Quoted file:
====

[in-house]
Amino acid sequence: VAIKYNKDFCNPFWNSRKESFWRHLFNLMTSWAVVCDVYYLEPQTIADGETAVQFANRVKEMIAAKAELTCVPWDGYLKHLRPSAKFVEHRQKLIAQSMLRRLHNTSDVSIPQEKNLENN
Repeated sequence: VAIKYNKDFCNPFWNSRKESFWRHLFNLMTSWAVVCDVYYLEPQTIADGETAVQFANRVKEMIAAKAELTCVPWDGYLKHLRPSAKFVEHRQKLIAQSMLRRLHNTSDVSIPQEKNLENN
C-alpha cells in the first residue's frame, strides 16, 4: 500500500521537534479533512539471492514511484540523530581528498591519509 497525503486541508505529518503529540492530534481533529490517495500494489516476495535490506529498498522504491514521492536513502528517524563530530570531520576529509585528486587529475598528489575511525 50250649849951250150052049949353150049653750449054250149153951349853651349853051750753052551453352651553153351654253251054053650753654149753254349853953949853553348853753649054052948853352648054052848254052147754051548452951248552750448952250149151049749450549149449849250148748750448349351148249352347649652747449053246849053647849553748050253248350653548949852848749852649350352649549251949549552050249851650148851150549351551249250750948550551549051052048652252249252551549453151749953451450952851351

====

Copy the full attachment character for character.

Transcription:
[in-house]
Amino acid sequence: VAIKYNKDFCNPFWNSRKESFWRHLFNLMTSWAVVCDVYYLEPQTIADGETAVQFANRVKEMIAAKAELTCVPWDGYLKHLRPSAKFVEHRQKLIAQSMLRRLHNTSDVSIPQEKNLENN
Repeated sequence: VAIKYNKDFCNPFWNSRKESFWRHLFNLMTSWAVVCDVYYLEPQTIADGETAVQFANRVKEMIAAKAELTCVPWDGYLKHLRPSAKFVEHRQKLIAQSMLRRLHNTSDVSIPQEKNLENN
C-alpha cells in the first residue's frame, strides 16, 4: 500500500521537534479533512539471492514511484540523530581528498591519509 497525503486541508505529518503529540492530534481533529490517495500494489516476495535490506529498498522504491514521492536513502528517524563530530570531520576529509585528486587529475598528489575511525 50250649849951250150052049949353150049653750449054250149153951349853651349853051750753052551453352651553153351654253251054053650753654149753254349853953949853553348853753649054052948853352648054052848254052147754051548452951248552750448952250149151049749450549149449849250148748750448349351148249352347649652747449053246849053647849553748050253248350653548949852848749852649350352649549251949549552050249851650148851150549351551249250750948550551549051052048652252249252551549453151749953451450952851351